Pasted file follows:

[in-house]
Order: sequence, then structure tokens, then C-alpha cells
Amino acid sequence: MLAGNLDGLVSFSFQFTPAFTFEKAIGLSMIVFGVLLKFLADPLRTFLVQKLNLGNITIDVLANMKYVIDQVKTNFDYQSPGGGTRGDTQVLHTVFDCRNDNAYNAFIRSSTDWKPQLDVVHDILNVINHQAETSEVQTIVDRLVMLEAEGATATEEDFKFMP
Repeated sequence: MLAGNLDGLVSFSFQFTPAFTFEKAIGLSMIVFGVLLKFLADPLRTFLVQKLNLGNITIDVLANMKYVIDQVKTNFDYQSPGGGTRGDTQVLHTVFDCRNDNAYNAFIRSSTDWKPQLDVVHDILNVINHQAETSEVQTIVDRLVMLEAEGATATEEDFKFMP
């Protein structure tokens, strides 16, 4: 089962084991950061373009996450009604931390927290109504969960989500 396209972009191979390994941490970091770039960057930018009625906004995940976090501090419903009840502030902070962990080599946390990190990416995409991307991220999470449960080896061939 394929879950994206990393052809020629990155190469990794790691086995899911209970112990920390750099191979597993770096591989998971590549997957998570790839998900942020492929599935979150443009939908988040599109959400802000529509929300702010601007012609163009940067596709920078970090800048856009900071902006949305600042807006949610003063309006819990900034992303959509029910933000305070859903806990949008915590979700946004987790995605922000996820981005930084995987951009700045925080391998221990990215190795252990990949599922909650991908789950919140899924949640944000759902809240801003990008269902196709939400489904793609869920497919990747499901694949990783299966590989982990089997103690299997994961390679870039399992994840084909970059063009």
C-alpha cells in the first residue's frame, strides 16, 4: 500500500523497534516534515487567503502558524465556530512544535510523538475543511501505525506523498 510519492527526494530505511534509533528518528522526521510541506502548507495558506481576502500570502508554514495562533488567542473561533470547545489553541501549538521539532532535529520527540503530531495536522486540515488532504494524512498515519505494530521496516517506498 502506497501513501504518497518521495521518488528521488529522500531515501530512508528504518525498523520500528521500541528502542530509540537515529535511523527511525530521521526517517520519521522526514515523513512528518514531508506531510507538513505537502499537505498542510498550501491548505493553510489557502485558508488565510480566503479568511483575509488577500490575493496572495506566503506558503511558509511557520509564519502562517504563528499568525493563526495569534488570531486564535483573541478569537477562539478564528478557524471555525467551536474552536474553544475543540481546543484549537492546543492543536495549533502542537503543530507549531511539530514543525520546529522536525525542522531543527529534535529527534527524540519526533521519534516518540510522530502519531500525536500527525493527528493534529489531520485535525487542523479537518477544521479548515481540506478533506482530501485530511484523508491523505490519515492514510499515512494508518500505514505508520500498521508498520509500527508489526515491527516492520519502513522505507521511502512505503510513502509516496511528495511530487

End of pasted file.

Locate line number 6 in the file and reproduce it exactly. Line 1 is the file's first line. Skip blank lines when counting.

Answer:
C-alpha cells in the first residue's frame, strides 16, 4: 500500500523497534516534515487567503502558524465556530512544535510523538475543511501505525506523498 510519492527526494530505511534509533528518528522526521510541506502548507495558506481576502500570502508554514495562533488567542473561533470547545489553541501549538521539532532535529520527540503530531495536522486540515488532504494524512498515519505494530521496516517506498 502506497501513501504518497518521495521518488528521488529522500531515501530512508528504518525498523520500528521500541528502542530509540537515529535511523527511525530521521526517517520519521522526514515523513512528518514531508506531510507538513505537502499537505498542510498550501491548505493553510489557502485558508488565510480566503479568511483575509488577500490575493496572495506566503506558503511558509511557520509564519502562517504563528499568525493563526495569534488570531486564535483573541478569537477562539478564528478557524471555525467551536474552536474553544475543540481546543484549537492546543492543536495549533502542537503543530507549531511539530514543525520546529522536525525542522531543527529534535529527534527524540519526533521519534516518540510522530502519531500525536500527525493527528493534529489531520485535525487542523479537518477544521479548515481540506478533506482530501485530511484523508491523505490519515492514510499515512494508518500505514505508520500498521508498520509500527508489526515491527516492520519502513522505507521511502512505503510513502509516496511528495511530487